Magazine article Washington Report on Middle East Affairs

The Israeli-Palestinian Peace Process: A River Runs Backward through It

Magazine article Washington Report on Middle East Affairs

The Israeli-Palestinian Peace Process: A River Runs Backward through It

Article excerpt

The Israeli-Palestinian Peace Process: A River Runs Backward Through It

From Wye River to Jerusalem and Gaza, to Iraq, on the road to impeachment and trial of William Jefferson Clinton, his administration must be given credit for trying to bring U.S. policy in the Israel-Arab dispute into conformity with some kind of reality. Yet, despite all the presidential hands-on activity, Wye River is running backward.

That the president did not succeed, except at the margins, can be blamed on Iraqi President Saddam Hussain, on Israeli Prime Minister Binyamin Netanyahu, and on Clinton's own libido.


The immediate result of the trip to Jerusalem-Gaza was a six-month delay in the peace process as the Israeli prime minister set new elections for May 17, two weeks after the deadline for final status and the declaration of a Palestinian state. It will be a tense and even dangerous moment for the U.S. in the Middle East, to say nothing of the danger to the Palestinians and Israel.

"If Netanyahu is re-elected, I do not know if I want to live," Michal Shohat, an Israeli Knesset candidate on the ticket of the dovish Meretz party told audiences in New York and Washington, where she was speaking with a Christian and a Muslim Palestinian, in a program called "Three Women from Jerusalem." "The peace process will be dead," she added, "and my children serving in the Israeli army will have little to hope for."

A rhetorical exaggeration? Well, Geoffrey Aronson, editor of Settlement Watch, published by the Foundation for Middle East Peace, said in January that Netanyahu's reelection might not be that bad. His government had leaked three different "Final Status" maps showing it was serious about withdrawing, even though it might be giving up less than 50 percent of the West Bank.


Does that miss the point that Likud has failed to carry out any of its major agreements with the Palestinians and essentially has made the "river run backward" ever since it came to office in 1996? Under Netanyahu the Israeli government intends to 1) delay the handing over of land as long as possible and 2) expand building on Arab land as quickly as possible.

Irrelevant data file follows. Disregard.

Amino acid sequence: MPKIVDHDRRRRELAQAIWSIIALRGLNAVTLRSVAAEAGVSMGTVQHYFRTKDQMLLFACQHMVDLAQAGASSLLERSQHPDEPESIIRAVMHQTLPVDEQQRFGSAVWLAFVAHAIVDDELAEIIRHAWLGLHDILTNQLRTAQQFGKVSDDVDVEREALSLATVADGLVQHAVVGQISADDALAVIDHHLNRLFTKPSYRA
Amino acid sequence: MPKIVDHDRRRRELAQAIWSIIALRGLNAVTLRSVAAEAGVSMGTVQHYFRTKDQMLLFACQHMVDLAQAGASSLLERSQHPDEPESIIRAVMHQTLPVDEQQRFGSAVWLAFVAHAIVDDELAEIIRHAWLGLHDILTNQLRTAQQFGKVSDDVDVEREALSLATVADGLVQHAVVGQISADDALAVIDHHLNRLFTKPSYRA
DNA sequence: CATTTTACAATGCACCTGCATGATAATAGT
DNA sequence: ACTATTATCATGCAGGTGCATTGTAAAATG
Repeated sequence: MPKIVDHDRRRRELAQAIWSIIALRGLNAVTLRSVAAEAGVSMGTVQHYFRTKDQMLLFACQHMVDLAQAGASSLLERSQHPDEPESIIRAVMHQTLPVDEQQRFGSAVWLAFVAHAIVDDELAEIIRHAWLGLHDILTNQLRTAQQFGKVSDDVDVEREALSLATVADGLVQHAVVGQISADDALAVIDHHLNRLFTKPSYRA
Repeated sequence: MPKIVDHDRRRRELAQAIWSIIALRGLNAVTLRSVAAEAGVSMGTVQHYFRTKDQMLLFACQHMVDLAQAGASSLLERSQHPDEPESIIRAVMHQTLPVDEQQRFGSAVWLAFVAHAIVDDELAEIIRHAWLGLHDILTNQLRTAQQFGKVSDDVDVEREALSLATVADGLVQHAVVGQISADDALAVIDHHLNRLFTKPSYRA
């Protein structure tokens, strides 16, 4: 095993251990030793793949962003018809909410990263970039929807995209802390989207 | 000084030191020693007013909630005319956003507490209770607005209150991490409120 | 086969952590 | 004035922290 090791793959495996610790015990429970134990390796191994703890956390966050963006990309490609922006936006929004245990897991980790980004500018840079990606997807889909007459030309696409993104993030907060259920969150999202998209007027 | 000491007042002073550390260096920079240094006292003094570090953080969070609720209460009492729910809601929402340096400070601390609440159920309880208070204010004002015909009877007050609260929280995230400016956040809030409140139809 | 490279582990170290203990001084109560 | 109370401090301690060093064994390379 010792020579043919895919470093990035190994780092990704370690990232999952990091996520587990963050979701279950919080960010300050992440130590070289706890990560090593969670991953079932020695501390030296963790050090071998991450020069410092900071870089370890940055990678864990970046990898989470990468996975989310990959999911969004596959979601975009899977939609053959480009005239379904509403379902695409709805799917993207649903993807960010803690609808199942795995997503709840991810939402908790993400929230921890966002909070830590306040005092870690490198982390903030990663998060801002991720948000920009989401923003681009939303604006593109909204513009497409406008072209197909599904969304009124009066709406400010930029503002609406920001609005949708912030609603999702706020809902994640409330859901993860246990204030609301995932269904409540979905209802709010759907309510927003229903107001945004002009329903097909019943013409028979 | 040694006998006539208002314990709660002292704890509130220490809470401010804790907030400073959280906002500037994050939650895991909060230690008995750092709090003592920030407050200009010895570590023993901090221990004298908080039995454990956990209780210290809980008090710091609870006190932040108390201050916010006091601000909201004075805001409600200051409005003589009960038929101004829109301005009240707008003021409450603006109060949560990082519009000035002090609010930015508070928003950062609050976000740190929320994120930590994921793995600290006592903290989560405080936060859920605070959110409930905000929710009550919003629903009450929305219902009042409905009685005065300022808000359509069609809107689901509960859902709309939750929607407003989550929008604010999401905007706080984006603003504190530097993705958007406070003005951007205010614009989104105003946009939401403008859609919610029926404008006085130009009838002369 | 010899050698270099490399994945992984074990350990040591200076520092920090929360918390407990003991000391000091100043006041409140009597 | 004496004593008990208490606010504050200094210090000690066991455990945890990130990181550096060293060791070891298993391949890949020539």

The Clinton administration defends its renewed policy of non-involvement by repeating the mantra that peace is irreversible and that the Palestinian people can only gain from continuing negotiations.


When President George Bush faced a similar situation in 1992, he had a real issue, the $10 billion loan guarantee, to use as leverage on the Israeli electorate. The Clinton administration has only the issue of Jonathan Pollard to bring a government to power in Israel that will at least pay lip service to a new Middle East and give land for peace.

The Israeli peace parties agree that the disappearance of Clinton from the scene, if it should occur, would be helpful to Netanyahu's re-election. And if Clinton stays, the halting steps he took at Gaza to recognize the Palestinian nation would aid the peace process.


The sudden presidential hands-on involvement in the peace process led to an agreement that clearly will not be implemented and to a use of force, once again, against an impoverished but still standing Iraqi regime.

The American lurch from positive involvement on behalf of the Palestinians, taking the charter issue and the airport issue off the table, was almost immediately followed by a negative statement that was interpreted to mean that the U.S. would stand aside during final status talks on Jerusalem and final borders, and on refugees and water.


Then that American non-involvement was denied by the Department of State and a call was made for yet another peace team meeting in Washington, which the Israelis denied advance knowledge of but reluctantly agreed to attend.

Ambassador Dennis Ross and his American peace team have the task of keeping the lid on during the run-up to the Israeli elections. …

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